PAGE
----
Vol 12, Issue 10
I noticed a social discussion online last week, someone asked: Some parents respect LGBT groups, and even support same sex marriage. But at the same time, they do not want their children to be LGBT. Why is this?
One reply to the question made a lot of sense: Parents themselves may consciously understand and accept that LGBT is just a different lifestyle. (The article did say that being LGBT was a 'choice of' lifestyle. The author requested the edit to clarify the wording of her piece. She did not intend to suggest that being LGBT was a choice, nor is there anything wrong with being LGBT) However, they are afraid that their children may have to suffer too much after choosing to be one of them. The concerns come out of parents’ love and care for their beloved and the pressure comes from the outside – the whole society.
Same kind of social pressure is on a woman throughout her lifetime.
Instead of a truck she may get a doll at 5 – “a girl’s toy”;
Instead of playing footy, she may have go to some dance classes – “activity suitable for girls.”
How many girls choose a major in math or computer science? – “Girls are not good at math and computer stuff.”
How many women have to sacrifice a job to look after the family? – “Women should be the one to do the house chores.”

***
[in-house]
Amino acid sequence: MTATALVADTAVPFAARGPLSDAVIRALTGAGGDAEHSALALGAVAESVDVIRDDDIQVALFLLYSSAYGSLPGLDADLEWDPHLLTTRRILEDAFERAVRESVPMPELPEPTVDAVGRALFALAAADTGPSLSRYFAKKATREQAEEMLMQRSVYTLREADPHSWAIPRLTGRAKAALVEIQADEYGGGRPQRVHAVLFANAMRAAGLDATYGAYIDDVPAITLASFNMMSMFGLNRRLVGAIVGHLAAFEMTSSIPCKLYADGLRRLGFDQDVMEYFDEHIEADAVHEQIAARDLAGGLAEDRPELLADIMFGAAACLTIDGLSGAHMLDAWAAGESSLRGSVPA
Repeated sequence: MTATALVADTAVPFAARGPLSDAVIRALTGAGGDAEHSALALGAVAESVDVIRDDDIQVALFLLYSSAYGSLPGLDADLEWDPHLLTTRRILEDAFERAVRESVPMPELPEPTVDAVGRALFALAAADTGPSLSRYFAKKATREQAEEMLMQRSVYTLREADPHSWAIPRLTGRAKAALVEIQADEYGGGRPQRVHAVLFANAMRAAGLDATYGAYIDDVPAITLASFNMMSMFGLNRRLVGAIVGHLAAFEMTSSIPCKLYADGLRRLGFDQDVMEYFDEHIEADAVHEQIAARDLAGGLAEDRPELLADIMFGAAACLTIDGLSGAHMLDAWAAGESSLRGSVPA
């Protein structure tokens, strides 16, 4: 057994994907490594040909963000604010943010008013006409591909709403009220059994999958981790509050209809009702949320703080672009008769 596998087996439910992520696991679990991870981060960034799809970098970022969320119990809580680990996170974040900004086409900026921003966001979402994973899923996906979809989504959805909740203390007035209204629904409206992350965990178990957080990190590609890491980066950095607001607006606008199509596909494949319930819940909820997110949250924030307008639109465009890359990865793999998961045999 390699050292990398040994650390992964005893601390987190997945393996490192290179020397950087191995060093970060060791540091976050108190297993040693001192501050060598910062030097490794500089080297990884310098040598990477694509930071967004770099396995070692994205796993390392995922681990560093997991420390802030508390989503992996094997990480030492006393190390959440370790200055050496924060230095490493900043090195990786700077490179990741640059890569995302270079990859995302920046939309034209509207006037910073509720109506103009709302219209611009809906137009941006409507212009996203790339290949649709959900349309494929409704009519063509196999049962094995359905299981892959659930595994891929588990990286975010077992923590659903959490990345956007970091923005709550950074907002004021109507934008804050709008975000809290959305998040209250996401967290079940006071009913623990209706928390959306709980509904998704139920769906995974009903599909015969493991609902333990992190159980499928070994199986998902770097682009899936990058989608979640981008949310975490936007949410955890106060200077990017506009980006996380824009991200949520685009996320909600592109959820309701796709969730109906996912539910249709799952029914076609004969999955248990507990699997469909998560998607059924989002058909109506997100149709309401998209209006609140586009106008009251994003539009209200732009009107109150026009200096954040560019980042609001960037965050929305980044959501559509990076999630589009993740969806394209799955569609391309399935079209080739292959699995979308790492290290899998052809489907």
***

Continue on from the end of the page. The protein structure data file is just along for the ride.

Do women have to change their family names after marriage? – “Probably yes.”
Can you say all these happen out of her own will? Are there any social stereotypes effectively playing in all the situations? When her parents let her choose between a Barbie and a Teddy Bear, can you say she has the ‘freedom’ of choices? Sadly, in most cases, the girl follows the guide of social rules to grow up as a ‘typical girl’.
Laws as normative rules are so much simpler compared to social rules, considering the latter are invisible in a sense that they are not written down and even not noticed by people when they comply with them. Acknowledging that all people are equal in legislation is only the first step to promote equality. More importantly, how are we going to fight against the complex, implicit unfair social rules when most people just subconsciously conform to them without a question?
Fighting against those unfair stereotypes involves the whole society. Because social equality concerns everyone, including men. When there are certain ways of living for everyone in different phases of life, everyone is constrained to the extent that any behaviour away from the ‘normal practice’ would receive pressure and criticism from the society. This pressure forces people to stick to the stereotypes, hence in fact, restricting our freedom.
Thus, although we ensure equality and freedom by law, there’s a long way to go to achieve real equality.
We are not alone in the world and we’re not free. We may never gain absolute freedom as long as we are members of a community. But I would love to have more options. To achieve that, we should allow and welcome ‘abnormal’ conducts in breach of the social norms – Being LGBT, girls having a boy’s hobby, boys doing a girl’s job, etc.
After all, each departure from the social rules is an attempt to expand our landscape of freedom.
Yujie Du is a first-year JD student
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